Woodrow Wilson Presidential Library Announces Appointments of Peter F. deVaux as Honorary Chair and Three New Trustees

STAUNTON, VIRGINIA— The Woodrow Wilson Presidential Library Foundation today announced that its Board of Trustees has appointed Peter F. deVaux as Honorary Chair of the Foundation, the third person so honored in the 71 year history of the Foundation.  The Foundation also announced the election of Stephan W. Milo of Staunton, Virginia; Haskell Rhett of Afton, Virginia; and R. Reed Whitaker of Kansas City, Missouri; as new Trustees for three-year terms that will begin on July 1.    

Dr. A. Stanley Link, Jr., Chair of the Board of the WWPL, said, “We are pleased that Pete has agreed to serve as Honorary Chair and that Steve, Haskell, and Reed are joining the Board.  Along with the leadership of Don W. Wilson as our incoming President, Pete and these new Trustees will provide expertise and experience to the Foundation and will ensure that there are exciting times ahead for the Woodrow Wilson Presidential Library and Museum.”

Peter deVaux served as Chair of the Woodrow Wilson Presidential Library from 1999 to 2007.  His career included senior financial executive positions at two advertising firms, Young and Rubicam in New York and Chiat/Day in Los Angeles, before he retired to Augusta County.  After he completed his service as Chair of the Foundation, he and his wife, Paula, moved to British Columbia, Canada.   

Stephan Milo is a partner in the Staunton office of Wharton Aldhizer & Weaver, a Harrisonburg, Virginia-based law firm.  His areas of practice include the law governing nonprofit organizations and the law governing wills, estates, and trusts.  He is a graduate of Bridgewater College and Seton Hall University School of Law and has been named one of “Virginia’s Legal Elite” and one of the “Best Lawyers in America” by Virginia Business magazine.  

Haskell Rhett is President Emeritus of the Woodrow Wilson National Fellowship Foundation.  He has served as Vice President of The College Board, Director of the Educational Testing Service, and Assistant Chancellor of Higher Education for New Jersey.  He has a Ph.D. and Master’s degree from Cornell University and completed fellowships at Harvard University and the University of London.  

Reed Whitaker is Regional Administrator of the National Archives at Kansas City.  He is a professional archivist with degrees in history and political science and was co-chairman of the 1990 Eisenhower Centennial.  He has served under six Archivists of the United States, including incoming WWPL President Don Wilson.   

Mr. deVaux succeeds the late Dolores Lescure, who served as Honorary Chair for 13 years beginning in 1993.  The late Dr. Arthur S. Link, a famous Wilson scholar, was the Foundation’s first Honorary Chair.  The three new Trustees are replacing retiring Board members Hampden H. Smith, III, of Lexington; Rita M. Smith of Richmond; and Wilson F. Vellines, Jr., of Staunton; who were appointed as Associate Trustees of the Foundation.

did you know?

Wilson was president throughout World War I. He sought a neutral position for the United States and even won reelection with the slogan “He kept us out of war.” Nonetheless, actions by the Central Powers (notably Germany) threatened this neutrality. Following years of attacks on American shipping and citizens on the high seas, particularly the sinking of the RMS Lusitania, public opinion began to turn. The final straw came with the release of the Zimmerman Telegram, forcing the United States to declare war on the Central Powers in April of 1917, joining the war on the side of the UK, Russia, and France.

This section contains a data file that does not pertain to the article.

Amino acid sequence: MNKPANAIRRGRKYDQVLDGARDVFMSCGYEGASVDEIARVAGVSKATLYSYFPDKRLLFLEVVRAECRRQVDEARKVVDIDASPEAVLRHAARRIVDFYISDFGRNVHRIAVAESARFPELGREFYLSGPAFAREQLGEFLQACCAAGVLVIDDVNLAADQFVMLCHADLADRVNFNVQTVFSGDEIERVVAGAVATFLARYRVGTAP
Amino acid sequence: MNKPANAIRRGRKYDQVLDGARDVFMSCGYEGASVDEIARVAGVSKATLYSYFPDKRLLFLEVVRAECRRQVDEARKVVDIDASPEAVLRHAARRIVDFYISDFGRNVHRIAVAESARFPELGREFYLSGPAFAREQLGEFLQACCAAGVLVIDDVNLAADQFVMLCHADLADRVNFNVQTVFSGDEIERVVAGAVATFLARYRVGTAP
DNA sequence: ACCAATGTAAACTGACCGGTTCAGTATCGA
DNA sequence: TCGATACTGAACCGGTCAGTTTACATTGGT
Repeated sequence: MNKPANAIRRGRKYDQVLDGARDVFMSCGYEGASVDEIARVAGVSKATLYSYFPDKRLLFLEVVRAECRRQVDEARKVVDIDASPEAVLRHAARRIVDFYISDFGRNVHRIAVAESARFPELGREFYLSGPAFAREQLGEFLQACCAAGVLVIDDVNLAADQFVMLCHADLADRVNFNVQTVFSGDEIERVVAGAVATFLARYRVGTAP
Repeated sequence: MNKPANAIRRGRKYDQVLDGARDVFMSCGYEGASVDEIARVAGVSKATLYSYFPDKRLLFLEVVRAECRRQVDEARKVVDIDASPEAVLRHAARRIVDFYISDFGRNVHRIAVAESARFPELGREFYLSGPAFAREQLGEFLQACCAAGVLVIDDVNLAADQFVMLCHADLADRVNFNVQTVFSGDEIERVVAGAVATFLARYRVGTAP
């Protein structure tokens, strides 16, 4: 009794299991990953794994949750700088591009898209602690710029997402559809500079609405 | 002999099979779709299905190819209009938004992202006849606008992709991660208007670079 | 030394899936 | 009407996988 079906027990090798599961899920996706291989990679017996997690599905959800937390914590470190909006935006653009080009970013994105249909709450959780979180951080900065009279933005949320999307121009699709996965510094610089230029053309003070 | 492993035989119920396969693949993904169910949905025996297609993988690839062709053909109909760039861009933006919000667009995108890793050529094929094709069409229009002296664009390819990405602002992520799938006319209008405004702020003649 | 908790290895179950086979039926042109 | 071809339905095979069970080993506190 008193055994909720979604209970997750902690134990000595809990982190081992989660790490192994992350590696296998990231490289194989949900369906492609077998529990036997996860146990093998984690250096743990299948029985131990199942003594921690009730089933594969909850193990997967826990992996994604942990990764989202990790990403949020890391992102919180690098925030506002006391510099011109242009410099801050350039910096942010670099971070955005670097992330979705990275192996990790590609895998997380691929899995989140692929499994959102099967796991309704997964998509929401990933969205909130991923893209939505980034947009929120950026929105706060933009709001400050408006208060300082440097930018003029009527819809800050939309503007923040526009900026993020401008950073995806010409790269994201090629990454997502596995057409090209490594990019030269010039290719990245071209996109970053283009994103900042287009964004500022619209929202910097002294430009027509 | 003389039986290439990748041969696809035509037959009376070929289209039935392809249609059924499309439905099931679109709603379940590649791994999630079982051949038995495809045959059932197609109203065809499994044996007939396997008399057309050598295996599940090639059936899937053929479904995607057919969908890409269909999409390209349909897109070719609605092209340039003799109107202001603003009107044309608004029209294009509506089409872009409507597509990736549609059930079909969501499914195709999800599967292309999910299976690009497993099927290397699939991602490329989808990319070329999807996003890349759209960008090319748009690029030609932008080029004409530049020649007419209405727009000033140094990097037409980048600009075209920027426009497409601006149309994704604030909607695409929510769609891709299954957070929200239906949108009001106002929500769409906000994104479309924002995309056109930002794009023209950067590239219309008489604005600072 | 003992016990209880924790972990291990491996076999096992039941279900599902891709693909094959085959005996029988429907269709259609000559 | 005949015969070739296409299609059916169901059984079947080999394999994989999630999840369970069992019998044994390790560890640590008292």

Woodrow Wilson was President when the 19th amendment was ratified in 1920 giving women the right to vote.

Wilson piloted the ship that brought America onto the world stage. He made the first steps of leading us out of isolationism, violating Washington's tenet of avoiding foreign entanglements.

He led America during World War I. His fervent hope was for the US to join a League of Nations, the precursor to the United Nations.

A Woodrow Wilson Quote: "Life does not consist in thinking, it consists in acting."

A Woodrow Wilson Quote: "The Constitution was not made to fit us like a straitjacket. In its elasticity lies its chief greatness."

A Woodrow Wilson Quote: "I believe in democracy because it releases the energies of every human being."

The Seventeenth Amendment was formally adopted on May 31, 1913. Wilson had been president for almost three months at the time. The amendment provided for the direct election of senators. Prior to its adoption, Senators were chosen by state legislatures.

Wilson was the first president to receive a PhD which he got in Political Science from Johns Hopkins University. He had received his undergraduate degree from the College of New Jersey, renamed Princeton University in 1896.

Woodrow Wilson could not read during the first decade of his life. Though undiagnosed, he may have suffered from a learning disability

Woodrow Wilson was known as "Tommy" until his college years.

Woodrow Wilson during his boyhood, helped establish the "Lightfoot Baseball Club" with his friends. Wilson played second base and was an avid sport fan throughout his adult life.

Woodrow Wilson was the first president to attend the Major League Baseball Fall Classic. He saw the debut of a young 20 year old pitcher by the name of George Herman "Babe" Ruth.

Woodrow Wilson was a graduate of Princeton University and Johns Hopkins University and the only president to hold an earned doctoral degree.

Woodrow Wilson image is on the $100,000 bill although it is no longer in circulation